A good night’s sleep is important for physical and mental health, however many people have difficulties achieving good quality sleep. Be it insomnia, sleep apnea, anxiety, or other factors that keep a person awake at night, it is imperative to make adjustments in either your environment or behavior to see if it can help. This is where practicing good sleep hygiene plays a crucial role in optimizing your ability to sleep more effectively.
There are various changes you can make to your sleeping habits to prioritize sleep. Having a set bedtime and wake-up time that you follow daily is important to create a routine. Deviating from your set time, especially on the weekends, is discouraged as even two days in the week can throw off your circadian rhythm. Limiting nap times will also help ensure you receive proper sleep at night. Cutting down on late afternoon or night caffeinated drinks is recommended. Reducing alcohol consumption is advised because it can cause disturbed sleep when the effects of the initial drowsiness wear off. It is also best to avoid late-night meals, especially heavy, caffeinated or sugary ones. Being physically active during the day and receiving sufficient light, especially sunlight will greatly aid in better sleep at night.
If changing your nightly routine isn’t helping, try making the bedroom environment as ideal as you can.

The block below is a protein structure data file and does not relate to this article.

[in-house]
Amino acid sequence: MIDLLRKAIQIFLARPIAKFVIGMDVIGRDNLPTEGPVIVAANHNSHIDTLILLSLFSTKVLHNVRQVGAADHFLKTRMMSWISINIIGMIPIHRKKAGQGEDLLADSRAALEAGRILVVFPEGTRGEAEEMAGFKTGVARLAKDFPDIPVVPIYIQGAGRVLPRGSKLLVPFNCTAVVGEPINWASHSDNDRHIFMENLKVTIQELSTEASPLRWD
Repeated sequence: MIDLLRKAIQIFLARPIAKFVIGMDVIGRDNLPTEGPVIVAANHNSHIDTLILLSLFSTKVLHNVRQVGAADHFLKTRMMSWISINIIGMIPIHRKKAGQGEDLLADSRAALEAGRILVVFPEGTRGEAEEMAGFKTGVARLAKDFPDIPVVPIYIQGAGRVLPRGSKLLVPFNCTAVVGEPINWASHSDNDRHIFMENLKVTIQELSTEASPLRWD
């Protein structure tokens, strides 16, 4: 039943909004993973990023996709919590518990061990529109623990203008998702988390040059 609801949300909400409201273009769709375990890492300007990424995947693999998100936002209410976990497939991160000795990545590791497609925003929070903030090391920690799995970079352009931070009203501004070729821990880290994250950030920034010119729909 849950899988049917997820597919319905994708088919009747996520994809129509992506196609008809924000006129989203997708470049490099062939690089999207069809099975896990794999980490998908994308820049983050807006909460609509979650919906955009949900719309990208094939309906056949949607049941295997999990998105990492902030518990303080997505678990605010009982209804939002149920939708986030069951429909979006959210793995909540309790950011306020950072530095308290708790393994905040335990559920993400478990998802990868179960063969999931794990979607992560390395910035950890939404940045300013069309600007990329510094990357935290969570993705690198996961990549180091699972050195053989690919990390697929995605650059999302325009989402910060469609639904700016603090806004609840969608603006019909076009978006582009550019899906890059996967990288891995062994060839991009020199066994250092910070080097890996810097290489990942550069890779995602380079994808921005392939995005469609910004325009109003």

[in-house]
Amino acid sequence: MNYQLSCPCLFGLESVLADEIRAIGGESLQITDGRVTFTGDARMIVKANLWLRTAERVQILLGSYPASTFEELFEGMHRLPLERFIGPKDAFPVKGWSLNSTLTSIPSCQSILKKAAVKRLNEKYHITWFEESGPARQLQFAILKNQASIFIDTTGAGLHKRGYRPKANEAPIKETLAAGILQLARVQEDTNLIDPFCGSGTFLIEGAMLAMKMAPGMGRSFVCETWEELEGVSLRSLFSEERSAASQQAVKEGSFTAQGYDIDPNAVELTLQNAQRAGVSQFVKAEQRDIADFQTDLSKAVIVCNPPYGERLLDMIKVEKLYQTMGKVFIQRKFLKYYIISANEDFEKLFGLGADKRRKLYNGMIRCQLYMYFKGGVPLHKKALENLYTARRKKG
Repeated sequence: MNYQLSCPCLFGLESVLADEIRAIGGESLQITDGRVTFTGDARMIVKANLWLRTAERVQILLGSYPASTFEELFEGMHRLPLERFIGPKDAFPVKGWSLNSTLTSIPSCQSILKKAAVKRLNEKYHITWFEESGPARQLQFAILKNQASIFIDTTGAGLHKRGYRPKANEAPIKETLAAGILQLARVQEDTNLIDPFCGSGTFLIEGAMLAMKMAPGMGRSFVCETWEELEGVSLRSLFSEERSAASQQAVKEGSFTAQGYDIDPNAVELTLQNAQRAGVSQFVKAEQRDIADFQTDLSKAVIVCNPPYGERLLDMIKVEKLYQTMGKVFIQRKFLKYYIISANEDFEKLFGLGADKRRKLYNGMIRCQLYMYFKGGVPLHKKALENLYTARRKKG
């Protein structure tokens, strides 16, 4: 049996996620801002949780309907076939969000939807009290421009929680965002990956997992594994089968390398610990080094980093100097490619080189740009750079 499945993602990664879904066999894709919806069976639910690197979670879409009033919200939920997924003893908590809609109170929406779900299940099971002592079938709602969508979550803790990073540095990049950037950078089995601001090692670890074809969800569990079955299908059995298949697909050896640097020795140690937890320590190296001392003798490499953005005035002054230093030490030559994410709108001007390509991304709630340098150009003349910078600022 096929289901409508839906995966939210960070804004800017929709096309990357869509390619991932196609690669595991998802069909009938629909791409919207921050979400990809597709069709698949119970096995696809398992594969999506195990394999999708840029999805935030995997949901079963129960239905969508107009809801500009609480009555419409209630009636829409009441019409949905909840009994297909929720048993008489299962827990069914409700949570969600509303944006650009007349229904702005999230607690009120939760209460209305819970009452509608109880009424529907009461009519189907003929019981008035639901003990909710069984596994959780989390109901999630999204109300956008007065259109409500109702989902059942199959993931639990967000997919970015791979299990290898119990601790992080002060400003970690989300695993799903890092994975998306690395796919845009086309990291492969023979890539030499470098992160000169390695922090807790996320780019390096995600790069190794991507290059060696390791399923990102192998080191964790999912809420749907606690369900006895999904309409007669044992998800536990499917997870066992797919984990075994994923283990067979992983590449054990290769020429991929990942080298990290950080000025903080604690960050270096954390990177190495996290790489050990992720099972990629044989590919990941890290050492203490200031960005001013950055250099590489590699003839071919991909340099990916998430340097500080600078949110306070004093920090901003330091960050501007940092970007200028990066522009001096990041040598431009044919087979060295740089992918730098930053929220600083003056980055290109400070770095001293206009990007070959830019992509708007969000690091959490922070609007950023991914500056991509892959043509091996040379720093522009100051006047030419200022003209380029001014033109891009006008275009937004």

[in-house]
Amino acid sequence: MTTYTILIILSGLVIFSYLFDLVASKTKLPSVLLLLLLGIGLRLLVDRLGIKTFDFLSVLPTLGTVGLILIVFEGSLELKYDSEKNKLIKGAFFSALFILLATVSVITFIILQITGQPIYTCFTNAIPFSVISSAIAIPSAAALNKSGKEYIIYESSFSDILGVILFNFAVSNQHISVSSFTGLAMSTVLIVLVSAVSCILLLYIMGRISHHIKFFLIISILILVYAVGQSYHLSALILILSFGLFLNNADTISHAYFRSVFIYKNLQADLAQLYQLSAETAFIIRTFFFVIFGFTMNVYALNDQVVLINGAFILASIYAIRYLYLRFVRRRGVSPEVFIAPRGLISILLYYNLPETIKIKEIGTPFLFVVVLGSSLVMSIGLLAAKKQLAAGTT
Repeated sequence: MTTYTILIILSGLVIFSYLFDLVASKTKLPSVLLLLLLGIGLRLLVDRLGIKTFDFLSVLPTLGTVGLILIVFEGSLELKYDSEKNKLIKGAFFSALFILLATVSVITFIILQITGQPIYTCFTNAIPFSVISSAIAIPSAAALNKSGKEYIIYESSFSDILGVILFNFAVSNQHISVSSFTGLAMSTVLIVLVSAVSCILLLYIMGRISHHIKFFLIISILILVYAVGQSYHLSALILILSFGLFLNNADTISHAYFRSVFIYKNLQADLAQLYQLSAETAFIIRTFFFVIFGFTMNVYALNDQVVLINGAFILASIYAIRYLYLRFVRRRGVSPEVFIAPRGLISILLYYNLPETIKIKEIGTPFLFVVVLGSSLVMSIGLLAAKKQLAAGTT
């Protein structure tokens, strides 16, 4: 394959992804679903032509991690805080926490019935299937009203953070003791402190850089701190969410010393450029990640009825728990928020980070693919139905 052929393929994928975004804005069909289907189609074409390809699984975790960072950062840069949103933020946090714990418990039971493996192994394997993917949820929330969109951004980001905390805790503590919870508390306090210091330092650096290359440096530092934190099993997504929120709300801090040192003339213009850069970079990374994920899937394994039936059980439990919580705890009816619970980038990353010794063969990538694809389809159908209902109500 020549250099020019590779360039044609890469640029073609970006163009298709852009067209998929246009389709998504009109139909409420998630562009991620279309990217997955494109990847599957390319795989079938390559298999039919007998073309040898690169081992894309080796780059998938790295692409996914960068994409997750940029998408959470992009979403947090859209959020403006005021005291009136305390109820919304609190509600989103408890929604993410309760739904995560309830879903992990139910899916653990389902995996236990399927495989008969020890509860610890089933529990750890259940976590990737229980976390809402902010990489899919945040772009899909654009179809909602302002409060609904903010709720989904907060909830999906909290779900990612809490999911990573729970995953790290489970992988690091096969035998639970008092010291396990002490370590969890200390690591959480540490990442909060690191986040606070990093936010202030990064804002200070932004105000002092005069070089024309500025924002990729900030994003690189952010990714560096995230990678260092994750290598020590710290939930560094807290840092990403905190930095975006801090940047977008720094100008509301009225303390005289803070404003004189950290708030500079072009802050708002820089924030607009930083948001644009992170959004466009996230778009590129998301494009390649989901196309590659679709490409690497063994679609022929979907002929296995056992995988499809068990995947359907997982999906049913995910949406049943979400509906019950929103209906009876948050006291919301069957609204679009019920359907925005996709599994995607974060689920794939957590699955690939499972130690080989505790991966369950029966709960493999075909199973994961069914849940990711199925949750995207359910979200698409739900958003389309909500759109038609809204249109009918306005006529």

- Having a comfortable bed and pillow can help with a pain-free night especially with people prone to body aches.
- Lowering the thermostat in the room to a cooler temperature has been shown to create a comfy atmosphere for sleep.
- Try using an eye mask, blackout curtains, or earplugs to prevent light and sounds from disturbing your sleep.
- It is encouraged to use your bedroom for only sleep as it builds a subconscious association in your mind that the bed is for sleeping.
If despite all these changes you find yourself lying awake unable to turn off your thoughts, it is best to leave the bedroom and try to ease your mind before attempting to sleep again. Sleep hygiene takes practice and a daily commitment to prioritize your sleep over other things. Making these changes can be tough at first but ultimately can lead to a restful night’s sleep.
Author: Sarah Ahmad, MS4
Approved by: Sabina Ahmad, MD (Sleep Specialist)